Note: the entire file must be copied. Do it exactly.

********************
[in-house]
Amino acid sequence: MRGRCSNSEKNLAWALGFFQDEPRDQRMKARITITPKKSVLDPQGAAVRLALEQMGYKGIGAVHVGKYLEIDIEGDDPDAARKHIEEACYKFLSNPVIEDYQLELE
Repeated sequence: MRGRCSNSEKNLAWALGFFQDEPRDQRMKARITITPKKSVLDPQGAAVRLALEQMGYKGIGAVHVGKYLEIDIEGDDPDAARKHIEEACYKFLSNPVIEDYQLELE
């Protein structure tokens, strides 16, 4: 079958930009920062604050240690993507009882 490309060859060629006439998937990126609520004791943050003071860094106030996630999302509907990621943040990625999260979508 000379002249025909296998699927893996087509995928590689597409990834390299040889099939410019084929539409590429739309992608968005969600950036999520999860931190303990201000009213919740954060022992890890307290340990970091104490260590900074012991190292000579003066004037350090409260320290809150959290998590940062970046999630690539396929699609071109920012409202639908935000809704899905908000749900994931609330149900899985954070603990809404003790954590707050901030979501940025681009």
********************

[in-house]
Amino acid sequence: MRGRCSNSEKNLAWALGFFQDEPRDQRMKARITITPKKSVLDPQGAAVRLALEQMGYKGIGAVHVGKYLEIDIEGDDPDAARKHIEEACYKFLSNPVIEDYQLELE
Repeated sequence: MRGRCSNSEKNLAWALGFFQDEPRDQRMKARITITPKKSVLDPQGAAVRLALEQMGYKGIGAVHVGKYLEIDIEGDDPDAARKHIEEACYKFLSNPVIEDYQLELE
């Protein structure tokens, strides 16, 4: 079958930009920062604050240690993507009882 490309060859060629006439998937990126609520004791943050003071860094106030996630999302509907990621943040990625999260979508 000379002249025909296998699927893996087509995928590689597409990834390299040889099939410019084929539409590429739309992608968005969600950036999520999860931190303990201000009213919740954060022992890890307290340990970091104490260590900074012991190292000579003066004037350090409260320290809150959290998590940062970046999630690539396929699609071109920012409202639908935000809704899905908000749900994931609330149900899985954070603990809404003790954590707050901030979501940025681009």